Wabash Blogs Immersion 2009: Italy - St. Francis of Assisi
 

« The Journey | Main | Assisi »

Sienna: Great Starting Point

The study of St. Francis does not only include looking at paintings and written records, but includes developing an understanding of the Italian culture. Sienna was a wonderful city to explore this trait because it has retained most of the medieval character it had during St. Francis’ life. In particular the physical organization of districts or “contrada” has remained the same over time. During the medieval time period, the contrada were responsible for individual tasks that benefitted the city. For example, the dolphin contrada is located on the edge of the city and was therefore responsible for guarding a particular length of the city wall. The other contrada were also given tasks that were well suited for their physical location or the occupations of the contrada members. In addition to their duties, the contrada also have rituals and competitions that take place at certain times of the year. A unique contrada ritual is secular baptism. Virtually all of the people in Sienna are Christian. Therefore, they have a secular baptism in addition to their Christian baptism. Every contrada has their own baptismal fount where they baptize their members. The dolphin contradas’ baptismal fount is pictured below.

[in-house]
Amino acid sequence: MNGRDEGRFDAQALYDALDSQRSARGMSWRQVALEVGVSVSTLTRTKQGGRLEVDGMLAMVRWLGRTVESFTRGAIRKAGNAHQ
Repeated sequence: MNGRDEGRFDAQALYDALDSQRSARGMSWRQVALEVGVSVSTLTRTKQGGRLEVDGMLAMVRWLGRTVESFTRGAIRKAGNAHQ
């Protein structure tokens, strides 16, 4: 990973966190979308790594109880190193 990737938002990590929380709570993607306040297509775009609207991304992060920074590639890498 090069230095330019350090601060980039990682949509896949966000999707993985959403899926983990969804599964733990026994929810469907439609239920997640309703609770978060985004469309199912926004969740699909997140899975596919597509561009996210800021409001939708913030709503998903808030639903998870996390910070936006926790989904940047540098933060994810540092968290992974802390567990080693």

The most well known ritual in Sienna is the bi-annual Palio di Siena. The Palio is a horse race between the contrada. This race involves an approximant one mile race that is held in the Piazza del Campo, the town center. The square is currently paved with large tiles; therefore they bring in clay and barriers to form the track around the perimeter of the town square. The race is very intense and from what Dr. Cook has described it seems as intense as our annual battle against DePauw. There are sixty-thousand people in Sienna and during the Palio all of them are present as well as about a thousand others. Each contrada enters one horse and also hires a jockey. The horses are randomly assigned to each contrada. This keeps the contrada from spending large amounts of money training a horse for the race. However, despite the attempt to keep the monetary exchange low for the Palio the jockeys are paid large amounts of money. Currently, a contrada will pay upwards of a half a million dollars to hire a competitive jockey. If the contrada is successful at winning the Palio, their prize package includes bragging rights for the next several months. 
            The history lesson of the contradas’ tradition served as a great starting point, which opened my mind to the local culture in Italy.  Without first developing an understanding of the culture, the educational lesson of the trip would be greatly reduced. Thankfully, we had a great guide to lead us and teach us throughout our entire journey in Italy. I am grateful to have the opportunity to study in Italy because it allowed me to develop a thorough understanding of our course material and introduced me to a foreign culture, which I had not previously experienced.      
 
Colin Ridenour-‘09